Poland is a large country in Central Europe, located by the Baltic Sea. It has several mountainous areas and even one of the five deserts in Europe. About 1/3 of the country is covered by forest. Poland is an important agricultural producer of potatoes, rye, triticale and sugar beets. It has a very healthy economy, said to be unaffected by the recent recession. It is one of the most religious countries in Europe, being Roman Catholic. Football is the most important sport and poetry/literature and painting traditionally perhaps the most important types of art.
The Polish cuisine is known as quite heavy and meat-based, with sausages being particularly popular. Potatoes, mushrooms, beets and cabbage (including sauerkraut) are among the most important ingredients. Pickled cucumbers and buckwheat are also eaten a lot. Bread, rye or wheat, has been a crucial part of Polish cuisine. Nowadays the most well-known Polish dish world-wide is probably pierogi, a filled savoury or sweet dumpling. There are many kinds of soups, including several different kinds of beet soup. Soup may also be made out of e.g. tripe, sorrel, pickles or soured milk. Salads tend to be heavy and often feature potatoes, eggs, mayonnaise and/or sour cream. Most desserts are rich baked goods.
Kutia wigilijna is a traditional Polish Christmas dessert. Similar dishes are known in many neighbour countries. It is based on wheat berries (unprocessed wheat), but can also be made from kamut berries, barley or rice. Like many desserts of the region, especially Christmas ones, it is seasoned with ground poppy seed. Their flavour is quite similar to tahini, but more bitter, so the amount of sugar (and originally honey) isn’t excessive. (I was only able to find white poppy seed, for some reason.) The wheat berries seemed a bit weird in texture, so it might be more enjoyable made with rice, though the cooking time must be adjusted when using different grains. This recipe came from About.com and I made it vegan.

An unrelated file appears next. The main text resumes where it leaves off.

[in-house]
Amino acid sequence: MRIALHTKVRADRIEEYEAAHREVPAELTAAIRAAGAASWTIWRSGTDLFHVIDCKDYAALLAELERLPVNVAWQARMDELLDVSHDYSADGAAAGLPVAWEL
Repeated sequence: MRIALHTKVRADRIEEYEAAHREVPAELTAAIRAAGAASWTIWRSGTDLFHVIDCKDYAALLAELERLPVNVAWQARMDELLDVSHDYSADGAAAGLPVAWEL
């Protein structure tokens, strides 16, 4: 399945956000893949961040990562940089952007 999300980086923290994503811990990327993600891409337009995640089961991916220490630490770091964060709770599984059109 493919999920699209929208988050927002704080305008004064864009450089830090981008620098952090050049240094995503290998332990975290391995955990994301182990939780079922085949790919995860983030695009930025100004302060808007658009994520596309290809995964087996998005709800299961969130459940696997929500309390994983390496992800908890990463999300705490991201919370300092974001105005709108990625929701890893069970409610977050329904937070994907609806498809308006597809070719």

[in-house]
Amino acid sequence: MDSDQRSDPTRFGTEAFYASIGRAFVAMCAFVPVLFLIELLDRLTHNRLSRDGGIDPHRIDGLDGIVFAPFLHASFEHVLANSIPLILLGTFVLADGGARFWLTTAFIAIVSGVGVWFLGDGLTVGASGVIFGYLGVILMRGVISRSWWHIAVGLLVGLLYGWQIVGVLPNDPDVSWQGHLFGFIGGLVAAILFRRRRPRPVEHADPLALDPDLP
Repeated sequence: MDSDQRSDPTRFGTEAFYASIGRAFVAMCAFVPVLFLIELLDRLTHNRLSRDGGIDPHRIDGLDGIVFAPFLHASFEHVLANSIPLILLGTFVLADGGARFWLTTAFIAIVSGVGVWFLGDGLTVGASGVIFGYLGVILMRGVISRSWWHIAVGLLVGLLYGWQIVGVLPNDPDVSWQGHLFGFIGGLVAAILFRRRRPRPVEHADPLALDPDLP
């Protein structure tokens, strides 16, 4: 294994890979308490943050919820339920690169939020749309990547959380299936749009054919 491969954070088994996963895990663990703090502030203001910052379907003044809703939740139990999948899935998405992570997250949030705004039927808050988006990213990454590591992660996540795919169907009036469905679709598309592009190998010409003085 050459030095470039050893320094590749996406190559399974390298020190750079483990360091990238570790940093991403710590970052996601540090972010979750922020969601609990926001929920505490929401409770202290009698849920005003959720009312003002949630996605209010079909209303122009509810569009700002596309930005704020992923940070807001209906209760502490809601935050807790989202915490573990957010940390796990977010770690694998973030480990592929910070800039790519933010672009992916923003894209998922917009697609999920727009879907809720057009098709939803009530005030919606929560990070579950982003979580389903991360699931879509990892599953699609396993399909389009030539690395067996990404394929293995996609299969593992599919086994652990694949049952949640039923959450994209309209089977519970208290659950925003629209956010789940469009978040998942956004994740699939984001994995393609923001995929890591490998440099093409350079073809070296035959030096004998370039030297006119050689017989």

1 cup/2.4 dl wheat berries or kamut berries
1/2 tsp salt
1 cup/2.4 dl poppy seeds
1/2 cup/1.2 dl confectioners’ sugar
4 tbsp agave syrup
1 tsp vanilla extract
(1/4 tsp orange flower water, to replicate honey taste with the agave)
zest of 1 lemon
2/3 cup plumped raisins
(1/2 cup ground walnuts)
(1/2 cup coarsely ground blanched almonds)
(5 plumped figs, chopped)
(5 plumped dates, chopped
1/2 cup vegan cream (like soy cream or cashew cream)
Rinse wheat berries well. Place them in a large pot and cover with plenty of water. Stir let soak overnight. Drain the wheat, rinse, drain again and place back in the pot. Add 6 cups/1.5 l cold water and salt. Bring to a boil, reduce heat and simmer until tender (90 minutes to 3 hours, mine took less than 2 hours). Drain and set aside to cool.
Place poppy seeds in a saucepan and cover with boiling water. Let stand for 15 minutes. Place the pan on the stove and bring to a boil. Reduce heat and simmer for 30 minutes. Poppy seeds are ready when they can be pulverized between the fingers. Drain and grind in a blender.
In a large bowl, combine cooled wheat, ground poppy seeds, sugar, agave, vanilla, zest, raisins and other dried fruit and nuts (if using). Mix well and add vegan cream, incorporating thoroughly. Serve cold. Makes 4-5 portions.